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Kabul's Children Find Future in War-Ravaged City - 2002-01-02


The decades of conflict in Afghanistan have left their mark in the country's capital. The signs are everywhere in Kabul: the flattened houses, the bullet-riddled walls. But the shattered buildings in the city seem trivial when compared to the lives marked forever by the legacy of war. And it seems none have suffered more than the children.

Like any big city, the streets of Kabul are crowded. The markets are especially hectic places where cars compete for space with merchants selling everything from fresh vegetables to car parts. This is hardly a place for children.

But that is where you will find 10-year-old Aziz Zorah. He works there, selling incense for 50 cents a day.

"Life is difficult and I'm doing it because I have to and I do not like it," Aziz says.

Aziz Zorah works everyday on the streets of Kabul from morning until night trying to support his mother, three brothers and two sisters.

He is not alone. There are thousands of children like him here who have had to give up school and childhood to survive.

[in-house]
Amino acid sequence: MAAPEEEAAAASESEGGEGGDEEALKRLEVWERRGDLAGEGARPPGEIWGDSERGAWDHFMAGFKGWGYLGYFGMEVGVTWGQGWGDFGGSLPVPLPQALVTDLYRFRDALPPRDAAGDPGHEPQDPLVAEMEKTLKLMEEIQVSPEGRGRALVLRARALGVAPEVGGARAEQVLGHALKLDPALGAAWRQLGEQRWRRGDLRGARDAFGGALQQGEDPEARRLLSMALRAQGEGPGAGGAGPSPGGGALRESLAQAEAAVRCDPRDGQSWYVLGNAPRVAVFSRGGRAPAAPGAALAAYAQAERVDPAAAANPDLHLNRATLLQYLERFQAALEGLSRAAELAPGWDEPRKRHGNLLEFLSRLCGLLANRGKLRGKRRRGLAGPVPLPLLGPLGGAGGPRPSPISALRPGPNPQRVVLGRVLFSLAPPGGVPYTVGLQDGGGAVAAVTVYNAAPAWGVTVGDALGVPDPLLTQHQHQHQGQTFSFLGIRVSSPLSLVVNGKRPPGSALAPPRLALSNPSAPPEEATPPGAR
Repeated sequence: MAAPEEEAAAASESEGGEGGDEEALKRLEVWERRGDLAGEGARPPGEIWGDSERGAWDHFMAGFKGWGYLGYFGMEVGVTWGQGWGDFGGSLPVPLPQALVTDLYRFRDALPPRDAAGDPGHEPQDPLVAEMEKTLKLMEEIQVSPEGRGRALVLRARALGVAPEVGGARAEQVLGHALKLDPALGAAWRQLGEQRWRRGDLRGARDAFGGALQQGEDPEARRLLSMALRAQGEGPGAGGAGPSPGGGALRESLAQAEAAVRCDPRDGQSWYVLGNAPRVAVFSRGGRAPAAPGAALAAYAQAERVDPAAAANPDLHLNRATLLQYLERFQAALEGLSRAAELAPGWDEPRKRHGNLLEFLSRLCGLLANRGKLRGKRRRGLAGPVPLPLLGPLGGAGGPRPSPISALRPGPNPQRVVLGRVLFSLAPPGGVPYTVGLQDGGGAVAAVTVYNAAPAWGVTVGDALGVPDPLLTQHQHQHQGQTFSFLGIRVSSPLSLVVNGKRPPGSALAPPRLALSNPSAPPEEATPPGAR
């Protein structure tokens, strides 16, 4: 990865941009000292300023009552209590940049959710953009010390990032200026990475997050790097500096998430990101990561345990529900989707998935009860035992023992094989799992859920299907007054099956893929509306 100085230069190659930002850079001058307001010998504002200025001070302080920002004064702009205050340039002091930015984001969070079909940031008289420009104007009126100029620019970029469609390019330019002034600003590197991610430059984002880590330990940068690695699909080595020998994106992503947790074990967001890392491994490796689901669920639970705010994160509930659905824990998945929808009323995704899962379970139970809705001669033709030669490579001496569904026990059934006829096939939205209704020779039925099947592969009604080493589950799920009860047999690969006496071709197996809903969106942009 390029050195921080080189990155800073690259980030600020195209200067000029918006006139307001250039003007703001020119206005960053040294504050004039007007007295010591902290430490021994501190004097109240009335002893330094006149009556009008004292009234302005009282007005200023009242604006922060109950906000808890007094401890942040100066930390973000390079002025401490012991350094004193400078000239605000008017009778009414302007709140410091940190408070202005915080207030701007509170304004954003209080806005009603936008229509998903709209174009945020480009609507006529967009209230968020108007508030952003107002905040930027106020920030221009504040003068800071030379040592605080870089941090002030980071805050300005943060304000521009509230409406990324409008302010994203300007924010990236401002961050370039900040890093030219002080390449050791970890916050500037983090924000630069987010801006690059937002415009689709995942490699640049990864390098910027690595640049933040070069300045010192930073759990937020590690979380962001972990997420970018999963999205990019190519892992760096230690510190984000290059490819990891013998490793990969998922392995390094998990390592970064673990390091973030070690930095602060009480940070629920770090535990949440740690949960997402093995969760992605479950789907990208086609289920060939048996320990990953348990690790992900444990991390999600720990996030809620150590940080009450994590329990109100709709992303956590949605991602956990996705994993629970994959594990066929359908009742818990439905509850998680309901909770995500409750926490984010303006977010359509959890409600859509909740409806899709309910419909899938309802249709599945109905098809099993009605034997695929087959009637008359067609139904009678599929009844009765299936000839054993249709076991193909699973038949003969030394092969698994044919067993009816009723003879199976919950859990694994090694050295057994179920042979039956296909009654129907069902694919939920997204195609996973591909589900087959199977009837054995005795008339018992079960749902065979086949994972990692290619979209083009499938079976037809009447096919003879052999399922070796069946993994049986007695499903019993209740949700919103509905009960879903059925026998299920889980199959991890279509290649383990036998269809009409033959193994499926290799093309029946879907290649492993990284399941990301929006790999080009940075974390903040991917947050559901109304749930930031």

For many these responsibilities were thrust on them suddenly when they found themselves orphaned by the wars that have raged here for decades.

It would be a tough job for a 10-year-old anywhere, in Kabul it seems nearly impossible. But there is a glimmer of hope for the war orphans and destitute children of the street.

It exists at a place called Achianna, the nest.

These are Kabul's fortunate kids. They are enrolled in one of the five such schools in Kabul run by Achianna. Mohammad Youssef founded the school back in 1992. His inspiration to do it came when he stopped one day to have his shoes shined by a young boy in the street. The young boy looked bright and talented so Mohammad Youssef asked him why he wasn't in school.

"He stopped his work and said he was in school from grade one to grade seven. 'I was the first of the class,' he said. 'Then my father was killed by a rocket. I had a mother and sister. I did not want my mother begging in the street so I stopped my school and bought this box for shoe shining,' he said," Mr. Youssef explained.

Mohammad Youssef thought someone should do something for that boy and the thousands of other victims of Afghanistan's violence. The result was Achianna, a sort of day school where street children come and receive something to eat, a bath and a few hours of learning in an outdoor classroom.

The kids come in shifts, morning and afternoon. They still spend a large portion of their day out on the streets selling incense, shining shoes or just begging. But for a few hours, at least, they know something of a more normal life and, perhaps even a future.

But for many, like 10-year-old incense seller Aziz, school is something he dare not even dream about.

"I also would like to go to school but I have to feed my family and I have to work," Aziz says.

Mohammad Youssef has 1,534 children in his Achianna program. He believes there are 50,000 others in this capital city who will never get such a chance.

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